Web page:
With each new generation of rovers, NASA has added new capabilities and a somewhat different instrument suite to answer important scientific questions. With the launch of Mars Perseverance, the fourth generation of Mars rovers, NASA will take forward this tradition.
What is unique about ‘Perseverance’?
- First, it will carry a unique instrument, MOXIE or Mars Oxygen ISRU Experiment: which for the first time will manufacture molecular oxygen on Mars using carbon dioxide from the carbon-dioxide-rich atmosphere. There is the new push for ISRU at NASA: in NASA jargon, ISRU means In Situ Resource Utilisation: or the use of local resources to meet human needs or requirements of the spacecraft. Without ISRU, exploration of Mars in the future decades will be incredibly expensive and thereby impossible. If astronauts have to carry oxygen or water or rocket fuel for their journey for a two-year journey to Mars and back, the cost will be understandably excessive. If oxygen can be successfully extracted on Mars in some significant scale, this can have two direct advantages: first, the oxygen can be used for human visitors to Mars, and second, the oxygen can be used to manufacture rocket fuel for the return journey. Thus, if the technology demonstration is successful, it would be of great use for a future human mission to Mars.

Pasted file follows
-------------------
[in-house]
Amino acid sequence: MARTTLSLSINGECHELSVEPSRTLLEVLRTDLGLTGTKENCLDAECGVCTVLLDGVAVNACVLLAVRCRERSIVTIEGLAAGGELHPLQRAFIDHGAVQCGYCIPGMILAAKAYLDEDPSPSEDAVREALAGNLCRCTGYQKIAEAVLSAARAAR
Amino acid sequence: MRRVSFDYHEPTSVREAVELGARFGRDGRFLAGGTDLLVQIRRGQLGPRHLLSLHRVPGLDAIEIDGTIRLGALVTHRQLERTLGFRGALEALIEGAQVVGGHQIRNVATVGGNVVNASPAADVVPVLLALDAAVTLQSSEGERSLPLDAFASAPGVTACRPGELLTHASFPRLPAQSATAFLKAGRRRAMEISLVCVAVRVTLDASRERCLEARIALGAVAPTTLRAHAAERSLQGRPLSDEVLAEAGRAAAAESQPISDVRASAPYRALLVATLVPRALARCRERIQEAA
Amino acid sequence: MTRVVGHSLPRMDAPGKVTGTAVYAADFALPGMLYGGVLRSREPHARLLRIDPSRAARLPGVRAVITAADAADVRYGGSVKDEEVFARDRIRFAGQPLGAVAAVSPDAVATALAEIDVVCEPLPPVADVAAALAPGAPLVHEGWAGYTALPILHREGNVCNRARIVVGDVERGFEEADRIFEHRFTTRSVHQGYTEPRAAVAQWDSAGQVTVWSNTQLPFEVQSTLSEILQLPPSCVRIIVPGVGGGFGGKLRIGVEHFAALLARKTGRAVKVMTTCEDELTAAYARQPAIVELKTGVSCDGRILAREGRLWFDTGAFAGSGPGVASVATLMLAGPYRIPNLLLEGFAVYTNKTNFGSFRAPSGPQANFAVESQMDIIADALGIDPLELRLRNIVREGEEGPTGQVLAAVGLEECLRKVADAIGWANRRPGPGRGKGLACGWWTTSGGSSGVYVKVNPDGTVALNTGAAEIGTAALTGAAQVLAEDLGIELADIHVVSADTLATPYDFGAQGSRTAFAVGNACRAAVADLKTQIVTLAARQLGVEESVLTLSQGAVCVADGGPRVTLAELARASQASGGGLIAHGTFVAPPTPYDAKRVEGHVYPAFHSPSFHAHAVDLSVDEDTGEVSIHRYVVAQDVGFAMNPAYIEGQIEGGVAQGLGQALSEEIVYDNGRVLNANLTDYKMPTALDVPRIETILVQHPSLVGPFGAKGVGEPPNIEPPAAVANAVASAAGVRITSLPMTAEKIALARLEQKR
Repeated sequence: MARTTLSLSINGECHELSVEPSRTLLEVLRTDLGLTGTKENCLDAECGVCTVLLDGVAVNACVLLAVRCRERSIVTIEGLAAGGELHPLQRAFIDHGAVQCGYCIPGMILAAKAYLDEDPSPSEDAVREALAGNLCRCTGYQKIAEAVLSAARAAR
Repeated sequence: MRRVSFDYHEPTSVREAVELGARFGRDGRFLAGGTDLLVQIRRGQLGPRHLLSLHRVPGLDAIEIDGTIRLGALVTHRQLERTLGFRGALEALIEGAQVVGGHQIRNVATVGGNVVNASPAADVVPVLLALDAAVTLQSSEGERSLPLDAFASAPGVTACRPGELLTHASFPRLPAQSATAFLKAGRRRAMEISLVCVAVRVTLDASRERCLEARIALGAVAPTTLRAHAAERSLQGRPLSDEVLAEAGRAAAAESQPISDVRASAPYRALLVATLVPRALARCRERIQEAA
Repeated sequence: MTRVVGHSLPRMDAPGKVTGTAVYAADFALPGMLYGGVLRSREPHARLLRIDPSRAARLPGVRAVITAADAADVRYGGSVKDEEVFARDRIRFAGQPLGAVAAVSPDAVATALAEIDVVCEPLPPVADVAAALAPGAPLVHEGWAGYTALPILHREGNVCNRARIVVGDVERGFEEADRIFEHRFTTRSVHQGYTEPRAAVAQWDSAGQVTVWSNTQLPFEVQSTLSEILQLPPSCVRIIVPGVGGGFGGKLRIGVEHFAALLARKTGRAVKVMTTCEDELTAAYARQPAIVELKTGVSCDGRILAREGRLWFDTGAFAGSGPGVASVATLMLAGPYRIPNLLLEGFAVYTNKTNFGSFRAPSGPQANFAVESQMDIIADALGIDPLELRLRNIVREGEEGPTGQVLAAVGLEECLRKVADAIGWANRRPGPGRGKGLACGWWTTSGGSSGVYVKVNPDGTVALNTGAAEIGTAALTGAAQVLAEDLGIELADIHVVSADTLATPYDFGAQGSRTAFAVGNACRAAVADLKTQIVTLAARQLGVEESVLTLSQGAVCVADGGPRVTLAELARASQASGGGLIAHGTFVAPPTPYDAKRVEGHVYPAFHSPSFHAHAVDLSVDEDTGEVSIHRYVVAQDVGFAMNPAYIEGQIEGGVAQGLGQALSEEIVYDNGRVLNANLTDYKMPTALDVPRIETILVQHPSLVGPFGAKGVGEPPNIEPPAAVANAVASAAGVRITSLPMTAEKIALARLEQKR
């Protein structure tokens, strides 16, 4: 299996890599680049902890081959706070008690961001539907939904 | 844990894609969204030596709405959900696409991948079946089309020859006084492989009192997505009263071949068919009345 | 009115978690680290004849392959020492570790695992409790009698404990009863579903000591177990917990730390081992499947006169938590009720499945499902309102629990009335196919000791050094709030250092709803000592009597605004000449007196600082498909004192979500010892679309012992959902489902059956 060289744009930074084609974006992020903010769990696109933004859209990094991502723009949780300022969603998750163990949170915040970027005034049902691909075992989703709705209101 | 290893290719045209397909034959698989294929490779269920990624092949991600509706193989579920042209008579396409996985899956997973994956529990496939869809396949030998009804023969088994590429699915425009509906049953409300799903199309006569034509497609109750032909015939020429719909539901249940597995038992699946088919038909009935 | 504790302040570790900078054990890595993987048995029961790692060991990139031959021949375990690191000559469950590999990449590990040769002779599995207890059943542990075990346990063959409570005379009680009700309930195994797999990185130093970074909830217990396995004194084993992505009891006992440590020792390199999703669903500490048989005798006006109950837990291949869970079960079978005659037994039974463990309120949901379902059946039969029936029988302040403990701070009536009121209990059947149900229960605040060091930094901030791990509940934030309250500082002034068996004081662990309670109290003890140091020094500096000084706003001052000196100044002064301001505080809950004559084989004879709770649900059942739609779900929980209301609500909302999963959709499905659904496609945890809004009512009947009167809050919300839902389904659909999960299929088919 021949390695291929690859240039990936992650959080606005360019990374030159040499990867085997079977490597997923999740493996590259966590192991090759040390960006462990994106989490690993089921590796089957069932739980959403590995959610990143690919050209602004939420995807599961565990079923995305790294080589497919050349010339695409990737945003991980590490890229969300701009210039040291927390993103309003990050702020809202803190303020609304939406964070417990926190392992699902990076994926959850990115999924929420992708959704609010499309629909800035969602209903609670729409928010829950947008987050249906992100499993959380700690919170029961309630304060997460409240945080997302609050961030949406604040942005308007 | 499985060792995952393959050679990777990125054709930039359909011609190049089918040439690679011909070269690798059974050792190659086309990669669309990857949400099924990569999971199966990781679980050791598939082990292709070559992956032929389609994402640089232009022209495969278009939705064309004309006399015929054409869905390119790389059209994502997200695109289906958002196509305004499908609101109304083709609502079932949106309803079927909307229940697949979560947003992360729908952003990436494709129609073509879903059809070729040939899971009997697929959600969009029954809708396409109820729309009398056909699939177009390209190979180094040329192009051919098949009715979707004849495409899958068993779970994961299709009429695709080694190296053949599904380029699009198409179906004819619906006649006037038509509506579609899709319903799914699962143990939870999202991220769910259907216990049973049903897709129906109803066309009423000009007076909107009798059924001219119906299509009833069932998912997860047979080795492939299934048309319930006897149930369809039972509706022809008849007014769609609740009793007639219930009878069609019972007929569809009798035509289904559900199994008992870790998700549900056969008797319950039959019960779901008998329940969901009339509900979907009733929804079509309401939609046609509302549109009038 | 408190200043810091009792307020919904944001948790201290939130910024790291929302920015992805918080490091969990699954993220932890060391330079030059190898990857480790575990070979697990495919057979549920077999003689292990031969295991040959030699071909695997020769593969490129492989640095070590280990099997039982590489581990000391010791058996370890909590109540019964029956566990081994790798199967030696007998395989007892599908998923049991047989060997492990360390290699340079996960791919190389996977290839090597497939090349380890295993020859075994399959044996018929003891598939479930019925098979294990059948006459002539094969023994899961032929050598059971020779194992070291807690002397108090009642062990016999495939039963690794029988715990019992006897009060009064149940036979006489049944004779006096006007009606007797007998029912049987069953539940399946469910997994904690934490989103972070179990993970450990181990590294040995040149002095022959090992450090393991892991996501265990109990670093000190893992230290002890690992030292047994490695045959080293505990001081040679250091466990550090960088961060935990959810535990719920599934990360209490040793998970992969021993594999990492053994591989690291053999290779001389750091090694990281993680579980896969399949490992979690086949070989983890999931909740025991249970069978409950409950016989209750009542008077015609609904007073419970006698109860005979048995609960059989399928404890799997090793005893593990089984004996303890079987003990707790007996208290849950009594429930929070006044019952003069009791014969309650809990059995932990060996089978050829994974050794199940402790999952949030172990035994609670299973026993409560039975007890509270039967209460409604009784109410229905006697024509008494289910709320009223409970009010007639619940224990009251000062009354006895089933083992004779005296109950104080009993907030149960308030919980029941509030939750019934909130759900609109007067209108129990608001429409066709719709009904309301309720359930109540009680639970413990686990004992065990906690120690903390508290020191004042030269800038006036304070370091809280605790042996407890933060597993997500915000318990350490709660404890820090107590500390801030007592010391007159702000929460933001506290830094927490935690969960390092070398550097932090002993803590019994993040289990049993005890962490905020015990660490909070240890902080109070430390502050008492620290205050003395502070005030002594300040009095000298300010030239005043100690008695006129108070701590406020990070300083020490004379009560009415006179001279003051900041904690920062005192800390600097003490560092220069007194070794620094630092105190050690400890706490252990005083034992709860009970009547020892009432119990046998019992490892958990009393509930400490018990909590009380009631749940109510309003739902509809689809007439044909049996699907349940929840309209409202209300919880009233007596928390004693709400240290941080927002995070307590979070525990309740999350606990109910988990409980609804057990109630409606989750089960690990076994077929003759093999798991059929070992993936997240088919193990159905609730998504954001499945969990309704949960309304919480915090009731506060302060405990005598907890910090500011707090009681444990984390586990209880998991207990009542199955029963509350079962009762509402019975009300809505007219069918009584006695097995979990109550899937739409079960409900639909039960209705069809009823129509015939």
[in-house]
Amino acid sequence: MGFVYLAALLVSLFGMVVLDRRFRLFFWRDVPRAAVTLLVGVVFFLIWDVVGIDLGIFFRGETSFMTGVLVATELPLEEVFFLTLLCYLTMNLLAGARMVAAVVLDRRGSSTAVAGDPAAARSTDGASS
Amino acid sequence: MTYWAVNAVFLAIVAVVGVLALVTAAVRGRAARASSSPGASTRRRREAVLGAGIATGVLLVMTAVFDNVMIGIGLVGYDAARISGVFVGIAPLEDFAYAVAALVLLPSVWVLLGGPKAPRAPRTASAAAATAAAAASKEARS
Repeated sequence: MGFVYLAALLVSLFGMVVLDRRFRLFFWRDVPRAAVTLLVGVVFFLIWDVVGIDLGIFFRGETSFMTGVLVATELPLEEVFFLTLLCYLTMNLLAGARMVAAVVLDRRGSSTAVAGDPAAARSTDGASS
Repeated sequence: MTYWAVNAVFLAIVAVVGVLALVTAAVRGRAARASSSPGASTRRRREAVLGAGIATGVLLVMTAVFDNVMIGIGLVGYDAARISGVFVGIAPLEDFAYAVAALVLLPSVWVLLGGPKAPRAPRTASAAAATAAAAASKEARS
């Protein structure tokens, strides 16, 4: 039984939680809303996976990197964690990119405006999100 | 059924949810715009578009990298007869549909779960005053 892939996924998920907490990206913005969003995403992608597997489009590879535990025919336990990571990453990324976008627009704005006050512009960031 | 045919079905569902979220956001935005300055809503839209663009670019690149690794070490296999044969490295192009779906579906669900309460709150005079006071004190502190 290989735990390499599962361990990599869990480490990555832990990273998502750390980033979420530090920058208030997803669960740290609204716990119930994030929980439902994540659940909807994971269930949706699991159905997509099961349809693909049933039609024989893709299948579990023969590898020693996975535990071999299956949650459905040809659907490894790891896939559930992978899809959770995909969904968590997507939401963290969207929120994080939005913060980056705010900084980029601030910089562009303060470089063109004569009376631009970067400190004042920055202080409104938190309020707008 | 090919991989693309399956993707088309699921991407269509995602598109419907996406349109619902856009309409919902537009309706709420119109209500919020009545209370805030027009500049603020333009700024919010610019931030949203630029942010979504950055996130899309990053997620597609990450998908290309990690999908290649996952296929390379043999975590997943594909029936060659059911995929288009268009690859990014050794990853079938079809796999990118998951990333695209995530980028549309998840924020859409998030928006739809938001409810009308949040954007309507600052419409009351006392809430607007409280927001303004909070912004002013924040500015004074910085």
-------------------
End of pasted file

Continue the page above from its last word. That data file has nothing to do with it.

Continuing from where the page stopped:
- Second, Perseverance will carry Ingenuity, the first ever helicopter to fly on Mars. This is the first time NASA will fly a helicopter on another planet or satellite. Like a drone on Earth, a Mars helicopter can help in rover drive planning and in fetching samples from locations that the rover cannot safely drive to. If this technology demonstration is successful, we will see a greater role for such helicopters in future missions.
- Third, Perseverance is the planned first step to bring back rock samples from Mars for analysis in sophisticated laboratories on Earth: with the goal of looking for biosignatures: or signatures of present or past life. Perseverance will collect samples and a second rover mission will fly within a decade to help transport the rock samples back to Earth.